Stratasys Works with Siemens Toward Use-Case Technology Development with Real Solutions via Additive Manufacturing
“We’re taking a quantum step forward,” Andy Middleton, President of Stratasys EMEA, began this morning’s press conference.
Big statements are nothing new for Stratasys, which in the spring began the press event unveiling the J750 multi-material 3D printer with the bold claim that “We’re at the beginning of something that’s going to shake up the world.” Any company that feels itself in a place to not only invent a technology in the first place but to reinvent it some years later is certainly one to keep an eye on – and to look through the claims, parting the curtains to discover what the actual news of a given day is.
Stratasys’ recently appointed CEO, Ilan Levin, took to the mic to discuss both his and the company’s histories regarding 3D printing.
“I’ve been in this business a good number of years,” he told those of us gathered. “I’ve watched it change and grow.”
Levin has been a director of the company since 2000, drawing experience from Objet both before and after its merger with Stratasys. Since his appointment to CEO in July, Levin has been working to restructure Stratasys to fit into the new shape of the 3D printing industry.
“I felt that the industry and everything in it was still ahead of us,” he noted. “Everything is still in front of us. I very much wanted to be a part of that, I wanted to realign Stratasys and keep our focus there.”
A growing trend this year has been to delve beyond the previously over-hyped capabilities of 3D printing as the technology stands today. Many companies, Stratasys among them, are working to distance themselves from the overblown claims of the past; while terms like “game-changing” are still regularly bandied about, reality is taking more of a claim as to today’s capabilities and where we might actually see the technology progress and be used within the next handful of years. Levin drew focus toward two distinct market trends:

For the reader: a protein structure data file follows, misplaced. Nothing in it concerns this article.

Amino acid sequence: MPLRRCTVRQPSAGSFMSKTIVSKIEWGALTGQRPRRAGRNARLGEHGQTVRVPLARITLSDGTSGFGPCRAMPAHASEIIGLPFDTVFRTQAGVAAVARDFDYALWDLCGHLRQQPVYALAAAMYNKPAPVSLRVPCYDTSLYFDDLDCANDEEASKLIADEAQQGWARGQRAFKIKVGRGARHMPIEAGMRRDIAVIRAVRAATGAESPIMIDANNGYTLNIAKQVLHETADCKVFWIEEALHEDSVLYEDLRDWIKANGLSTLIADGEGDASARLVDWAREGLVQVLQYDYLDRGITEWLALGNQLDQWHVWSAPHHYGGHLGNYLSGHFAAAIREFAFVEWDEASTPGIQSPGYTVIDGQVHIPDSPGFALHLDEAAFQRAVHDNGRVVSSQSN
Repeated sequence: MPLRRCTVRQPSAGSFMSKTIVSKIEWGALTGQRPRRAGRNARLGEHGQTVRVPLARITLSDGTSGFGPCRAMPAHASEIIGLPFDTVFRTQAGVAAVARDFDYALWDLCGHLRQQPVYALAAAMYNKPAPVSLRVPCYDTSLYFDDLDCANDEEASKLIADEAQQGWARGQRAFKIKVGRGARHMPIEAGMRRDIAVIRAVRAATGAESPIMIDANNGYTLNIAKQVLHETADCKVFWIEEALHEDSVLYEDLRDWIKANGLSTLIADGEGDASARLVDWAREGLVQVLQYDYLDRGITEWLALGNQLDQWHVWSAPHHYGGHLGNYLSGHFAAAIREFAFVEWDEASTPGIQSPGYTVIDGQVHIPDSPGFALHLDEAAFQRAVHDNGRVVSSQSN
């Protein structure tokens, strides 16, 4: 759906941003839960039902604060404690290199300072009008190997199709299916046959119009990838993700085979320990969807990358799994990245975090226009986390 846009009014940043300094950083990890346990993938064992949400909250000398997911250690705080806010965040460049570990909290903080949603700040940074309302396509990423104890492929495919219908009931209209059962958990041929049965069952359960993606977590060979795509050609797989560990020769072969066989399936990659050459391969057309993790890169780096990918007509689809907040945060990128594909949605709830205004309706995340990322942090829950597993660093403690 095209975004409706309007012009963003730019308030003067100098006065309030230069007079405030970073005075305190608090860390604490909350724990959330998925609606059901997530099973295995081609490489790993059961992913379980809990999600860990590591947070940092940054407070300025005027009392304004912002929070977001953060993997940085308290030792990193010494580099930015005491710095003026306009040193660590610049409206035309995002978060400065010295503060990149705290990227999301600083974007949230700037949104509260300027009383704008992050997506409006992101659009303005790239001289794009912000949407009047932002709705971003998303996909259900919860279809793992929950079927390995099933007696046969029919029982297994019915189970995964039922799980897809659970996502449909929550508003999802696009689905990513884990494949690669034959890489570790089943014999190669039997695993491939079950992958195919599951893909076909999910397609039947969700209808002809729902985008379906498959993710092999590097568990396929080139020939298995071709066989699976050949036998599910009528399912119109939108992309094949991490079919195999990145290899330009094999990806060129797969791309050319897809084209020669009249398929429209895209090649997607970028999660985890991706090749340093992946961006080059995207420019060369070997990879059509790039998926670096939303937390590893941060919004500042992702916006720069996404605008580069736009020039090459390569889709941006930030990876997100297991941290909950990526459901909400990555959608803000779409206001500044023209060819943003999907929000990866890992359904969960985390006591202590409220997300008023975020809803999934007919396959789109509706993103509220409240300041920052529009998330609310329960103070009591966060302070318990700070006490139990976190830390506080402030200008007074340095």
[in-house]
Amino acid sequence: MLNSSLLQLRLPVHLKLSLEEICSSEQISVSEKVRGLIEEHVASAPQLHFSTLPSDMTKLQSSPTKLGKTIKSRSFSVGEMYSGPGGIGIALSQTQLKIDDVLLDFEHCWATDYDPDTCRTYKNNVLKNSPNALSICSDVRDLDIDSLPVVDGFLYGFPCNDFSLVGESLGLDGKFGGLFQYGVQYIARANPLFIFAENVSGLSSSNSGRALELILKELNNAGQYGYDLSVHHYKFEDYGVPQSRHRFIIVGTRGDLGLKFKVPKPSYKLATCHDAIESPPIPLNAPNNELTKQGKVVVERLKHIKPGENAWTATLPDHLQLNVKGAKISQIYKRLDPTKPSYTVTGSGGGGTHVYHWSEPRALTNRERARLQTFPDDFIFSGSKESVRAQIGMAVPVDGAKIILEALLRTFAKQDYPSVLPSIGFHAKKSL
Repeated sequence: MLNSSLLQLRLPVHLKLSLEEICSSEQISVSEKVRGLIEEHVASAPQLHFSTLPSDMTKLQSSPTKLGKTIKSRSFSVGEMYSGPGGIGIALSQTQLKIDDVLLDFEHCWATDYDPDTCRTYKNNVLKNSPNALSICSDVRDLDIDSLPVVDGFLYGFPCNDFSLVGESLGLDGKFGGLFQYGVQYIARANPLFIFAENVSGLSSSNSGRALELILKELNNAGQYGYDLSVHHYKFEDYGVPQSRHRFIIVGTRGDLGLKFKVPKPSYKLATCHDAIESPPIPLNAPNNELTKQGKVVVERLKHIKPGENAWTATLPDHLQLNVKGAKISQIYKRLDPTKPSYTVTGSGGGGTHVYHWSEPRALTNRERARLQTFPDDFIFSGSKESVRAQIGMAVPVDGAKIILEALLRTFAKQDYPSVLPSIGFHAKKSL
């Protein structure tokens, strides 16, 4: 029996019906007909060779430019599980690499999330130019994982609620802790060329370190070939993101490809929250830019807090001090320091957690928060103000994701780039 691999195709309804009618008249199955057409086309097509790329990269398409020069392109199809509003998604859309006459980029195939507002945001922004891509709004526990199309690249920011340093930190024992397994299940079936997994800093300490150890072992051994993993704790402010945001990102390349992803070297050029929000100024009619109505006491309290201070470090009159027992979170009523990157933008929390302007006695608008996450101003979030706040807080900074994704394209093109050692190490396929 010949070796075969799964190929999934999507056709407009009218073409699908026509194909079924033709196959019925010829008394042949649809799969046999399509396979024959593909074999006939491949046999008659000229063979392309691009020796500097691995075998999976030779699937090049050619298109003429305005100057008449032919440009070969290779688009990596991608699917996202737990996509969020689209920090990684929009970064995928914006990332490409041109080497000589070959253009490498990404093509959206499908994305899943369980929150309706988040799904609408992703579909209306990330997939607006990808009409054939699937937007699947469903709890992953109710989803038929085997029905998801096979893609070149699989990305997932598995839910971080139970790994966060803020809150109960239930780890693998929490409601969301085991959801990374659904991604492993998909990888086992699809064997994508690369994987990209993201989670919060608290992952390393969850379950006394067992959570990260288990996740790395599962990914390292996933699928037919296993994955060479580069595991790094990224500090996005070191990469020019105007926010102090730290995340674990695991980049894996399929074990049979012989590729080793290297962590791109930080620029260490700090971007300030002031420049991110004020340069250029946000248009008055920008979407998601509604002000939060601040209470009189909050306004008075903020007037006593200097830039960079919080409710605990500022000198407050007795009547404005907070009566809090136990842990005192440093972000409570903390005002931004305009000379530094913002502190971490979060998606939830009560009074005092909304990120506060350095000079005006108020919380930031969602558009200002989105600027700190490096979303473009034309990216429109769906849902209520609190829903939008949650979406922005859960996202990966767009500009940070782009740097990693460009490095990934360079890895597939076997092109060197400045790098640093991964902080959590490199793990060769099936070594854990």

- Natural technology
- Making additive manufacturing meaningful
Accessibility has been on the rise, with entry-level systems, such as those from MakerBot, now familiar to consumers, along with software ecosystems and accessible materials. This is all leading the technology to have a broader reach, such as in the prosumer segment. With that expansion of adoption comes the rising need to make the technology meaningful; there is largely no need anymore to evangelize to potential customers about what additive manufacturing has to offer, as many employ it already.
“Many early adopters have already gone knee-deep in the technology,” Levin explained. “They’re looking at how they can integrate what the technology can afford them.”
This all boiled down to the need to expand beyond the one-size-fits-all technologies that we’ve seen so far, in which a company would develop and present a technology, leaving it to customers to figure out what then to do with it. Now, Levin stressed, we need to “speak use-case language” to create specialized solutions for business-critical solutions. With Stratasys having been in business for decades now, some customers have been using their technology for 20 years – and it’s time to listen to what they need to create new solutions.
This year, Stratasys has introduced its two new technology demonstrators, as well as the J750. These technologies all serve to present new options and capabilities that have not yet been seen before. With the Robotic Composite Printer multi-axis robotic arm, users gain geometric freedom and the ability to integrate composite materials, while the Infinite Build Demonstrator allows for the creation of exceptionally large parts, going beyond the limits of a Z-axis. These demonstrators were both developed through collaborations with key customers, with Boeing and Ford contributing to the Infinite Build Demonstrator. For its part, the J750 allows for accuracy and full-color capabilities valued in such applications as medical modeling and full-color final prototyping.